Monday, 24 October 2016

Not a proper holiday?

I'm now at Pandy Caravan Club Site, which is just off the A465 between Abergavenny and Hereford. I arrived today after a longish journey of some 200 miles, and rain was falling as I turned up. It's still raining. And it's definitely on the cool side.

But none of this matters. I'm snug and warm and comfortable, and I've had exactly the kind of evening meal I'd enjoy at home. It was fish tonight - simple peasant fare - a succulent fillet of haddock, with small flavoursome Charlotte potatoes and tender asparagus. And then a nice cup of tea. Later on, if I don't pick up a book (I've brought the three I acquired at the Appledore Book Festival) I'll listen to something on Radio 4, just as would do at home; or, if I can get decent digital radio reception here (which I probably won't) LBC or Classic FM. Again, just as I might do at home. Most people on neighbouring pitches will be watching TV, but I'm so very picky about what I like to view, and I watch so very little, that it just isn't worth bringing a TV on any of my caravan holidays. In any case, I couldn't give it my undivided attention. TV and photo-editing don't mix. Whereas radio and photo-editing very easily do.

Now that the blinds have been pulled down, and the curtains have been drawn, the softly-lit interior of the caravan looks like it always does at night. As it would wherever in the country I might be. That's one of the things I really appreciate about having a caravan. You can completely shut out the world and the weather, and enjoy being in a capsule where all is serene and reassuringly familiar. Just like it would be at home.

There are so many things that are exactly the same. My routines? Totally unchanged, except that in the caravan I wash up after the evening meal, and not first thing next morning. My food? Just the same. What I wear? Just the same. The equipment I use? Brought with me from home. There are really no compromises, apart from what the caravan's small amount of space imposes: so although everything has its proper and accustomed place, and is mostly stored neatly away, some of it can't be and remains in sight; and so the interior of the caravan looks cluttered in a way that I would never tolerate at home.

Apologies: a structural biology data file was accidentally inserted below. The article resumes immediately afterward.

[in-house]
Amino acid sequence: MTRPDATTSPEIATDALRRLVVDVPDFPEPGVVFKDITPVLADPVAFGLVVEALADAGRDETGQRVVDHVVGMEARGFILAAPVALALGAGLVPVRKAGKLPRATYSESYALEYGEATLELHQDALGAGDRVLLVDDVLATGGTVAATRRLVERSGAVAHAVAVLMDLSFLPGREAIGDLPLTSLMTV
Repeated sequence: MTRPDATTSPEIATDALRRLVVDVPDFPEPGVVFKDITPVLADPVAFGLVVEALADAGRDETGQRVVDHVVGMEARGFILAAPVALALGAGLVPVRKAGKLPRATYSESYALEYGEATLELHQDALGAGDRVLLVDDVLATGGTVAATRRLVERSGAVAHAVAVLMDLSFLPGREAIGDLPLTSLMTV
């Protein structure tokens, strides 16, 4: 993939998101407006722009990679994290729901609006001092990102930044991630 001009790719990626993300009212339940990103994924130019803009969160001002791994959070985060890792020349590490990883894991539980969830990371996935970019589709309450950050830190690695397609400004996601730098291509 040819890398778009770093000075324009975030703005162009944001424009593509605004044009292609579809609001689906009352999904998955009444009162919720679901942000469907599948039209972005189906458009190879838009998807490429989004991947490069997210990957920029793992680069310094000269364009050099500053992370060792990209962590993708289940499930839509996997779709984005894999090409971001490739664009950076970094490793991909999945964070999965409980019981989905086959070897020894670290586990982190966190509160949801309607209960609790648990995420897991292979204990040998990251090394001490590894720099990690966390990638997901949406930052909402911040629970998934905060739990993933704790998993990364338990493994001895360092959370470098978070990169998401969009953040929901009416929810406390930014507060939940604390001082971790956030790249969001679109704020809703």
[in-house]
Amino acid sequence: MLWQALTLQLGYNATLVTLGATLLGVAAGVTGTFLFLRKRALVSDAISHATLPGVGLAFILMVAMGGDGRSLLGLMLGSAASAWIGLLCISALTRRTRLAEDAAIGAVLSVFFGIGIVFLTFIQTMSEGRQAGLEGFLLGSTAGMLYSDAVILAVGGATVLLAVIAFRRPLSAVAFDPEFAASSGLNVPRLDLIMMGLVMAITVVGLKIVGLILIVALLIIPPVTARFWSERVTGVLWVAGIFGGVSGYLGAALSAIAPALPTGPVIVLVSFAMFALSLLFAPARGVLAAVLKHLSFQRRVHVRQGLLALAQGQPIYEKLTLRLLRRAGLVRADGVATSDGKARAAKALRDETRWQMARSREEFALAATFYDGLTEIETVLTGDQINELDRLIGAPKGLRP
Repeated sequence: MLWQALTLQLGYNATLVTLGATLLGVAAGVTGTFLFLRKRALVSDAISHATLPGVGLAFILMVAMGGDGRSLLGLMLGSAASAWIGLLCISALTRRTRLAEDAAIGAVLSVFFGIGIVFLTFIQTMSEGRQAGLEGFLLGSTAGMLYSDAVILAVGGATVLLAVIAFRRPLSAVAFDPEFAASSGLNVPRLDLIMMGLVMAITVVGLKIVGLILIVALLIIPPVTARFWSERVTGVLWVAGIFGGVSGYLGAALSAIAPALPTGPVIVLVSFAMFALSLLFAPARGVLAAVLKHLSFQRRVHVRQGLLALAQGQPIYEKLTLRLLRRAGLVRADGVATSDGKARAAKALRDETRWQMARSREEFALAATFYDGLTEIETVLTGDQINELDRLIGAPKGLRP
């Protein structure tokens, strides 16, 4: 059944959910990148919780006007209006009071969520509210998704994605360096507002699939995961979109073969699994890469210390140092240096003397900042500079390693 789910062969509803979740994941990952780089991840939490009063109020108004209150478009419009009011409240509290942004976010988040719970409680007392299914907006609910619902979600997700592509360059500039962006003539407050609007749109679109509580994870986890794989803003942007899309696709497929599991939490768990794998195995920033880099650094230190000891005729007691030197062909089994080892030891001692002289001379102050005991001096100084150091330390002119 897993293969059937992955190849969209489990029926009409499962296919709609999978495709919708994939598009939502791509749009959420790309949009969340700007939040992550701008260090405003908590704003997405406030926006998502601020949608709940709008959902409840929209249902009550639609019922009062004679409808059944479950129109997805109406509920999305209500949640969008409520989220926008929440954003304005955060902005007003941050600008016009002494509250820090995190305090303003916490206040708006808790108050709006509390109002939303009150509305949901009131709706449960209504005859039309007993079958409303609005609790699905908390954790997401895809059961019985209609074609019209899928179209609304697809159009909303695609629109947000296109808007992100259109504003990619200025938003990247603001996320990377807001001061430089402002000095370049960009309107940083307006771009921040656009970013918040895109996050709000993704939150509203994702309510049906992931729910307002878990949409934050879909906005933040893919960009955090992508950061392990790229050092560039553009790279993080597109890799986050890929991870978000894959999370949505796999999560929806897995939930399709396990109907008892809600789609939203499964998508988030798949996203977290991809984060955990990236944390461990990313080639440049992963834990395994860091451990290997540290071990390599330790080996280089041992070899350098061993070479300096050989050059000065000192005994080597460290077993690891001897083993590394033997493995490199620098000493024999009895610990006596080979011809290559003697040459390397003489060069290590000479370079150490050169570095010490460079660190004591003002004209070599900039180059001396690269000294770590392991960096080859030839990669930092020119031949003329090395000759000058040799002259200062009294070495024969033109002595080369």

The only things that are truly different are (a) the scenery outside, and (b) the people I will encounter during my daytime wanderings. For me, caravanning is, in practice, taking a bit of my Sussex home with me all around the country - a small, two-room box-on-wheels that constantly suggests the place I've left behind.

I've clearly organised things so that the caravan is, in a very real sense, my home from home. I fully realise that it satisfies a pressing psychological need. I don't want a strange and unfamilar place to stay. I want my home. And if deprived of all the comforting and reassuring things I can take in the caravan, I do get wobbly. This argues that when I eventually have to give up caravanning, and resort to hotels, I won't be happy - because it will be impossible to bring along enough personal stuff. And travelling even more lightly to a fly-to destination might be entirely out of the question. I indulge my need to feel 'at home' by loading the caravan up with lots of things I could never put in a suitcase. And of course I insist on holidaying only by caravan.

Is holidaying on this basis really 'going on holiday' at all? I can almost hear some people shouting 'No!'. With my kind of holiday, you don't 'get away from it all' - you take it all with you. There is no sleeping rough, no missed meals, no risk, no deprivation, no adventure, no being out of touch with friends left behind. Some people, perhaps an awful lot of people, would prefer a proper break from their ordinary lives. It wouldn't work for me.